Can I format data in a CSV?
Before we set off, let's begin by stating exactly what we mean by formatting. We will be talking about here formatting as it relates to the actual data in your file - things like the text, tables, and so on that you've created or edited in your file. Not to be mistake by file formatting (i.e. the type of file you have and how it should be opened, like ".xls" or ".doc" and so on). If you want to know more about saving your file as a different file format, head on over here for our coverage of exactly that!

Now that we've gotten that out of the way, let's circle back to another foundational topic - CSV. Before we can explain how formatting and CSV interact, you should remember what CSV is. CSV is plain text, separated by commas. I repeat: plain text. This should give you a clue to what comes next...
Data saved in CSV will not retain data formatting.

Okay, we got to the spoiler early. Let's take a look at what this actually means for you and your data.

It's a very common scenario: you are working on a spreadsheet in Excel (or Numbers, or Google Sheets, or Open Office, etc.). You spend no small amount of time getting the data to look just right. You've created a table with bolded headers, shaded rows, gridlines, italicized key points, added formulas to calculate key information, and so on...You're ready to share this beautiful spreadsheet with a colleague, you save it to CSV (a universally loved format after all!) and poof! It arrives looking as plain as an unbuttered bagel.

Or, perhaps, you are getting ready to upload data to one of your business apps. You have hyperlinks that need to be retained, you have included bullet lists to keep your text clear and structured, and a column of notes that have been meticulously highlighted. You go to import, and what arrives in your database looks nothing like the file you created. All that formatting, gone. Now you've lost key information (what were those hyperlinks to?) and your data is unorganized and unfocused.

We've painted a grim picture here, but it's a common feeling - that pit in your stomach when you've lost the formatting that was critical to the integrity of your data.
It's not all bad news though!

For those that are sharing data, the simple solution is (if possible) don't save your data to CSV format. Use the default file format of the program you used to create or edit the file (i.e. ".xls" for Excel or ".numbers" for Mac, etc.). Assuming your recipient can open this file type, you will have no problems with retaining your data formatting for the next person to see.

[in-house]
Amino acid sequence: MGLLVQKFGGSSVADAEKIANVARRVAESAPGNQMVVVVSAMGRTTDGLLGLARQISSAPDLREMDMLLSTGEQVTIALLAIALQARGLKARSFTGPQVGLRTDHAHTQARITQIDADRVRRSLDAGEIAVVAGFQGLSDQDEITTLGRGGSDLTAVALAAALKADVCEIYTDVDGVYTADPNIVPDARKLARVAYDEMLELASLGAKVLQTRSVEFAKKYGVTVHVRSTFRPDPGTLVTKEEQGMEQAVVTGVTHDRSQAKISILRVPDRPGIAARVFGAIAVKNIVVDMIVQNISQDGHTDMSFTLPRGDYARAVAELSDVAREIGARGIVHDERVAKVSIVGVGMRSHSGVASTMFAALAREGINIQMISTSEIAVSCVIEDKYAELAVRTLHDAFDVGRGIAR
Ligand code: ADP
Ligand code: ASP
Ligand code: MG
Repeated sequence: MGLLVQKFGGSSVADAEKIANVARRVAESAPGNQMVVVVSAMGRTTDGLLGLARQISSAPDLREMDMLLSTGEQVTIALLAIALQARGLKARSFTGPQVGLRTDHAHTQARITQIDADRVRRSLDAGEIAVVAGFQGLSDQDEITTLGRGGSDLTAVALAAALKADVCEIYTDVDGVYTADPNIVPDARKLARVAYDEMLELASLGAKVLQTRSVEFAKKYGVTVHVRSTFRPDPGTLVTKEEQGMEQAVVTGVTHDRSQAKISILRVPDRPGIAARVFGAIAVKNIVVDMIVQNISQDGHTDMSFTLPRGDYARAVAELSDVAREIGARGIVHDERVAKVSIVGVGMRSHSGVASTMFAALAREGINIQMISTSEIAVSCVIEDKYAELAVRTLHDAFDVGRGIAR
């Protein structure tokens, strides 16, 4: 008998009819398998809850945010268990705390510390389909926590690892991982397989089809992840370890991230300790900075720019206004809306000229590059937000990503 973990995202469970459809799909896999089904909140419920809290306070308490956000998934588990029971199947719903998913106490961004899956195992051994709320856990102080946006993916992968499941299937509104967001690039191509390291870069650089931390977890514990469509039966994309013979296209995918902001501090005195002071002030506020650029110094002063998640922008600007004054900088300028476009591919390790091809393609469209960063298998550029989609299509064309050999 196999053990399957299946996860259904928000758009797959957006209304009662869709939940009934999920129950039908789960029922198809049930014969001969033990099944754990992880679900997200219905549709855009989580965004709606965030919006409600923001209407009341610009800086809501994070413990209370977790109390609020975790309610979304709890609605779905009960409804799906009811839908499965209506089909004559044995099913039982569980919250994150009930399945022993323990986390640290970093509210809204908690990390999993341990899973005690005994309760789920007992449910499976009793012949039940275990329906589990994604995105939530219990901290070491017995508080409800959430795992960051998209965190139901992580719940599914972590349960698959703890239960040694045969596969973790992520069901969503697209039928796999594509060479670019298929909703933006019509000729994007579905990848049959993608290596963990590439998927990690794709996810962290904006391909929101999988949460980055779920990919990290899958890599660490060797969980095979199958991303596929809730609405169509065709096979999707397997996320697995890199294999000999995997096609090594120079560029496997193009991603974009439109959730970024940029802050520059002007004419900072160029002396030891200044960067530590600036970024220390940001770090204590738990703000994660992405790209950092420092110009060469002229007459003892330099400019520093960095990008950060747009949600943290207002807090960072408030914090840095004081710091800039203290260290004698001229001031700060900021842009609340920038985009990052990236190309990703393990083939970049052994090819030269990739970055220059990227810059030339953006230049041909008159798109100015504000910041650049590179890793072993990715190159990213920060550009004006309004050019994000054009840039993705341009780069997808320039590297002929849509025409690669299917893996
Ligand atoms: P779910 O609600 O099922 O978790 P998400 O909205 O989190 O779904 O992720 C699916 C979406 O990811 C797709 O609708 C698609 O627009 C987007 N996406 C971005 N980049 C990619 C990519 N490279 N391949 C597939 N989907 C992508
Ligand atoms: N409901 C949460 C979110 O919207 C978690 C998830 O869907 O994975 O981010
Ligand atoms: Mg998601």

When you need to move data, like importing data into your business apps, you may wish to:

  1. Confirm if your app supports other file types (like ".xls" for example) AND that they support importing formatted values (bulleted lists for example)
  2. Check if your app has a specific method for importing formatted values (take Trello for example, which uses markdown language to solve this import problem)
  3. Come to terms with the fact that you're not going to be saving your formatted data

Yes, the last one seems harsh. But realistically speaking, you may not be able to import all the formatting in your file. Better to skip the frustration and avoid the wild goose chase for a solution that doesn't exist.

So remember, these are things that will not be saved if you save your file to CSV format:

  • bolding, italics or other types of font formatting
  • highlighting or other color formatting
  • formulas (while not strictly formatting, per se, it's important to note that these will save as plain text, i.e. you'll only see "the results" and lose the formula itself)
  • hyperlinks
  • bulleted lists
  • table formatting - things like borders, shading, header filters, etc.

At the end of the day, it's good to remind ourselves that, CSV is plain text. We can't ask of it more than it can provide. When you want to get fancy with your data, better to part ways amicably and leave CSV to do what it does best.